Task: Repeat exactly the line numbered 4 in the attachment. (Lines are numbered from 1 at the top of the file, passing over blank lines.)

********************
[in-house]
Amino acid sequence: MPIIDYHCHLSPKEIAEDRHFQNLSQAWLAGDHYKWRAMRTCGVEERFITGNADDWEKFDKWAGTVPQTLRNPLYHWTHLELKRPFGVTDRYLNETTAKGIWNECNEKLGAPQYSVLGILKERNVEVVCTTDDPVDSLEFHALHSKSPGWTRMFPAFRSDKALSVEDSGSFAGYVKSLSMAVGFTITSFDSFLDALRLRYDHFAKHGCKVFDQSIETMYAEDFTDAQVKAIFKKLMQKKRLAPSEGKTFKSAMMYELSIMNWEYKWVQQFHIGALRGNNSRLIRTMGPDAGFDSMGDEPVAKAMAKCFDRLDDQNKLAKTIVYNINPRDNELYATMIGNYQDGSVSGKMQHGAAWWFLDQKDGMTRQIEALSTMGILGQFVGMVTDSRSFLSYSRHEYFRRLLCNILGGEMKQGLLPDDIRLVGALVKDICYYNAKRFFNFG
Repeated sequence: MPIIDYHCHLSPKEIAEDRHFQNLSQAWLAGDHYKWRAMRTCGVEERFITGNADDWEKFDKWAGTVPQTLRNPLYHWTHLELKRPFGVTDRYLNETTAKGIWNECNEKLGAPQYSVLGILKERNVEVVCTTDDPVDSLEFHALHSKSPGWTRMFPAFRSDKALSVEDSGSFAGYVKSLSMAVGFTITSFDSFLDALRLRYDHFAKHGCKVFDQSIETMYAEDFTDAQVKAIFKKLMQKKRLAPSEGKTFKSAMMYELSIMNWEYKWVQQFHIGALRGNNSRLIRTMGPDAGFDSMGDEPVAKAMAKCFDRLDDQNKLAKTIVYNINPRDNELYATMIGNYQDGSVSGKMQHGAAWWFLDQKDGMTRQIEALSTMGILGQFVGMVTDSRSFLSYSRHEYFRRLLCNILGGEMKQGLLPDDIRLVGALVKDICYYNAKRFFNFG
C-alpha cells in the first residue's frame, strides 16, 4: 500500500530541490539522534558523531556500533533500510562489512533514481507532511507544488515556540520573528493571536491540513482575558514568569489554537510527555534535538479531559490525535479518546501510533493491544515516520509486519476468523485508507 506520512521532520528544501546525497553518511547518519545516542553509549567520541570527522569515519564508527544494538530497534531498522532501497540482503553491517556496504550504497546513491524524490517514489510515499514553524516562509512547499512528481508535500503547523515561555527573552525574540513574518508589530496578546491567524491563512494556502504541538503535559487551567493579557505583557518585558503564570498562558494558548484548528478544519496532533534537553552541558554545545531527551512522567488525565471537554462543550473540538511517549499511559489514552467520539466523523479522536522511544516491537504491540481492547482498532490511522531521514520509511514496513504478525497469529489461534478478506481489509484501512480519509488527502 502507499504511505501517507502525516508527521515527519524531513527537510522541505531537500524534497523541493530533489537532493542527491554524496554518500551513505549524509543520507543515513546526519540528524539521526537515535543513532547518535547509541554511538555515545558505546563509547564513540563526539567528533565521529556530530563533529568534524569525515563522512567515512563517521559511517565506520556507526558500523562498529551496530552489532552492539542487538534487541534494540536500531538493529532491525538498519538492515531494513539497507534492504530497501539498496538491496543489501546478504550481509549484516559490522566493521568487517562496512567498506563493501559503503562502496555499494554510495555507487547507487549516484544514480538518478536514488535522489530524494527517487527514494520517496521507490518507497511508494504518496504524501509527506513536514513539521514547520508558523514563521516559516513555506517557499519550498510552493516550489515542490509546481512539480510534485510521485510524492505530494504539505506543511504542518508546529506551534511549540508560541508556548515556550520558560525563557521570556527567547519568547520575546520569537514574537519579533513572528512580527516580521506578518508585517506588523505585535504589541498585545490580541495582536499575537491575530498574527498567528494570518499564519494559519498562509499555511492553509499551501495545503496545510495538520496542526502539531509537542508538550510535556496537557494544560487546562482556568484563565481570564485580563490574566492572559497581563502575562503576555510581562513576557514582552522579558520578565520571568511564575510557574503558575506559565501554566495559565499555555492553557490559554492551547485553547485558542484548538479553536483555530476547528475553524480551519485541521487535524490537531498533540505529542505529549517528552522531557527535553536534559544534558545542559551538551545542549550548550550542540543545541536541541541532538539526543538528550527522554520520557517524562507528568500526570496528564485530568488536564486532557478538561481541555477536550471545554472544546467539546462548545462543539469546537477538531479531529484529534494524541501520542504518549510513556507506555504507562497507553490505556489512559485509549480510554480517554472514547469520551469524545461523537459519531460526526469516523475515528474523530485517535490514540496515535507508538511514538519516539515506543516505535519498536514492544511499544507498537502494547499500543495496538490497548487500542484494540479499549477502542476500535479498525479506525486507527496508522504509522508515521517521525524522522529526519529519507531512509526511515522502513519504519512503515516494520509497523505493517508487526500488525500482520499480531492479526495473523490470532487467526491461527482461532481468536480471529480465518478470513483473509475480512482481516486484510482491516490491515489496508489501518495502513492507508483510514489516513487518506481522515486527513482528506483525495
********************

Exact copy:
C-alpha cells in the first residue's frame, strides 16, 4: 500500500530541490539522534558523531556500533533500510562489512533514481507532511507544488515556540520573528493571536491540513482575558514568569489554537510527555534535538479531559490525535479518546501510533493491544515516520509486519476468523485508507 506520512521532520528544501546525497553518511547518519545516542553509549567520541570527522569515519564508527544494538530497534531498522532501497540482503553491517556496504550504497546513491524524490517514489510515499514553524516562509512547499512528481508535500503547523515561555527573552525574540513574518508589530496578546491567524491563512494556502504541538503535559487551567493579557505583557518585558503564570498562558494558548484548528478544519496532533534537553552541558554545545531527551512522567488525565471537554462543550473540538511517549499511559489514552467520539466523523479522536522511544516491537504491540481492547482498532490511522531521514520509511514496513504478525497469529489461534478478506481489509484501512480519509488527502 502507499504511505501517507502525516508527521515527519524531513527537510522541505531537500524534497523541493530533489537532493542527491554524496554518500551513505549524509543520507543515513546526519540528524539521526537515535543513532547518535547509541554511538555515545558505546563509547564513540563526539567528533565521529556530530563533529568534524569525515563522512567515512563517521559511517565506520556507526558500523562498529551496530552489532552492539542487538534487541534494540536500531538493529532491525538498519538492515531494513539497507534492504530497501539498496538491496543489501546478504550481509549484516559490522566493521568487517562496512567498506563493501559503503562502496555499494554510495555507487547507487549516484544514480538518478536514488535522489530524494527517487527514494520517496521507490518507497511508494504518496504524501509527506513536514513539521514547520508558523514563521516559516513555506517557499519550498510552493516550489515542490509546481512539480510534485510521485510524492505530494504539505506543511504542518508546529506551534511549540508560541508556548515556550520558560525563557521570556527567547519568547520575546520569537514574537519579533513572528512580527516580521506578518508585517506588523505585535504589541498585545490580541495582536499575537491575530498574527498567528494570518499564519494559519498562509499555511492553509499551501495545503496545510495538520496542526502539531509537542508538550510535556496537557494544560487546562482556568484563565481570564485580563490574566492572559497581563502575562503576555510581562513576557514582552522579558520578565520571568511564575510557574503558575506559565501554566495559565499555555492553557490559554492551547485553547485558542484548538479553536483555530476547528475553524480551519485541521487535524490537531498533540505529542505529549517528552522531557527535553536534559544534558545542559551538551545542549550548550550542540543545541536541541541532538539526543538528550527522554520520557517524562507528568500526570496528564485530568488536564486532557478538561481541555477536550471545554472544546467539546462548545462543539469546537477538531479531529484529534494524541501520542504518549510513556507506555504507562497507553490505556489512559485509549480510554480517554472514547469520551469524545461523537459519531460526526469516523475515528474523530485517535490514540496515535507508538511514538519516539515506543516505535519498536514492544511499544507498537502494547499500543495496538490497548487500542484494540479499549477502542476500535479498525479506525486507527496508522504509522508515521517521525524522522529526519529519507531512509526511515522502513519504519512503515516494520509497523505493517508487526500488525500482520499480531492479526495473523490470532487467526491461527482461532481468536480471529480465518478470513483473509475480512482481516486484510482491516490491515489496508489501518495502513492507508483510514489516513487518506481522515486527513482528506483525495